If you mop or steam your floors regularly coupled with vacuuming, you won’t need much heavy-duty cleaning. Sometimes bad things happen like spills or floods. Sometimes good things happen like a month-long vacation in the Caribbean. In either case, trash, dirt, water, dust, pet hair, and a host of other things pile up on your floor. Check under your couch to see what we mean.

Most of the time, unless a nearby lake or river floods your home, the buildup on your floor requires little more than a fresh surface sealing. Many cleaners clean and seal hardwood in one step. However, don’t fall for the hype or the wipe it on and forget it marketing schemes. It will take some work. Use a gentle cleaner like this one for good results on almost any wood or prefinished floor.

Any cleaner you find at the local hardware or department store may work, but you need to look for specific things when selecting a product for any floor. Things you want in a good floor cleaning solution include:
● Water-based
● pH-neutral
● Designed for hardwood floors
● Detergent-free
● Non-abrasive

Avoid using alkaline cleaners even if they claim they’re water-based. They may still damage your floors or the finish on it. Never use harsh detergents aimed at grease removal or heavy-duty cleansing. Avoid anything that includes bleach or ammonia. If you need an acidic cleaner, use a water-based solution with vinegar or lemon juice as the acidic part of the mix. Never use furniture polish or cleaner.

Cleaning a Prefinished Modern Hardwood Floor

Cleaning a Prefinished Modern Hardwood Floor

Follow the general rules for selecting a cleaner that we outlined above. Wear soft non-marking shoes like boat shoes to prevent leaving show imprints in the finish. A little trick we like that works for any floor is avoiding tap water. You really don’t know what may lurk in city water or well water. Hard and soft waters perform poorly on hardwood floors.

Buy a few gallons of distilled water to use in your cleaning solution. You’ll find that many of the streaks or water stains you’ve failed to avoid in the past don’t show up anymore. That’s because distilled water is neither hard nor soft and free of any contaminants. Use it when cleaning windows or any shiny surfaces around your home. You’ll love the results.

Unless you plan to use the microfiber mop or steam mop, the next part is simple. Mix a little cleaning solution with distilled water based on the cleaner’s instructions. Start mopping and try to keep excess water to a minimum. Even distilled water left on a finished floor may stain the protective coating or cause it to loosen. Continually wring the mop out and dry the floor as you clean.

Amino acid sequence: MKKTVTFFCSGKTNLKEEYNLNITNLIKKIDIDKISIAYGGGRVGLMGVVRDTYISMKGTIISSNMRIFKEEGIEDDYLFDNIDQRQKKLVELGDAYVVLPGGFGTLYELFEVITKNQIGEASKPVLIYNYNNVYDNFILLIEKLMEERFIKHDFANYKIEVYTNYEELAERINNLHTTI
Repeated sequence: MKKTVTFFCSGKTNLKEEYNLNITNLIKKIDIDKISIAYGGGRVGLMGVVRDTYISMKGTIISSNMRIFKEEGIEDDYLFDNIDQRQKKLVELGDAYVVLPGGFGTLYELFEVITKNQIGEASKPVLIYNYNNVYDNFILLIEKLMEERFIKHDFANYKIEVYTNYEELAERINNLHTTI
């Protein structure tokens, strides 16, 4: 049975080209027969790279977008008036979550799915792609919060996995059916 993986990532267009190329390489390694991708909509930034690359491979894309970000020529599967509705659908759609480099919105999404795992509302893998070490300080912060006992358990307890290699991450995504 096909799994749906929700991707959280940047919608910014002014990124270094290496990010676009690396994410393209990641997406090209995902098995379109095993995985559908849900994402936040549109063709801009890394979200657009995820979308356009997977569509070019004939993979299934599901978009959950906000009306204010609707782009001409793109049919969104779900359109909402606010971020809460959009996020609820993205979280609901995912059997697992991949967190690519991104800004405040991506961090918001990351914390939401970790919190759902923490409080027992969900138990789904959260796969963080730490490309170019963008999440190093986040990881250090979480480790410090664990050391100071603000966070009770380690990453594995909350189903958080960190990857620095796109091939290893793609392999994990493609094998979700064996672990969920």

Cleaning Old or Real Wood Floors

Cleaning Old or Real Wood Floors

Test the floor to make sure the finish still forces water to bead up. If water fails to bead up, the floor needs a new seal and should not be subjected to cleaning. That aside, use the distilled water tip for cleaning these floors as well. Wear non-marking shoes or go barefoot to avoid leaving imprints on the floor while cleaning it.

You should note that some older hardwood floors do not have a sealer on them. They may be varnished coated in a similar finish. These floors will fail the water bead test, but you can clean them. They don’t have a shiny surface and water will bead up than spread out on them anywhere you put it. Clean them using the method below even if they fail the water bead test.

Spot clean any areas you feel mopping won’t clean well enough but don’t use a harsh cleaner. If you need to remove grease or other tough stains, try mineral spirits. Test the mineral spirits in an area you won’t regularly see just in case it’s too harsh for the varnish. Once you’ve cleaned all the tough spots, move on to cleaning the entire floor.

Just like prefinished floors, merely mix your cleaning solution with distilled water and start mopping. Continually wring out your mop and mop over the floor to keep water from pooling and possibly damaging the finish. If the floor is varnished and not sealed, this part is critical while floors sealed with urethane or polyurethane offer more forgiveness.

Conclusion

Cleaning hardwood or prefinished floors seems daunting, and people that sell cleaning solutions promote this notion. You know by now from reading this article that it’s much simpler than you think. If you follow a few basic tips and perform the tests, you’ll have your floors looking like a professional cleaned them.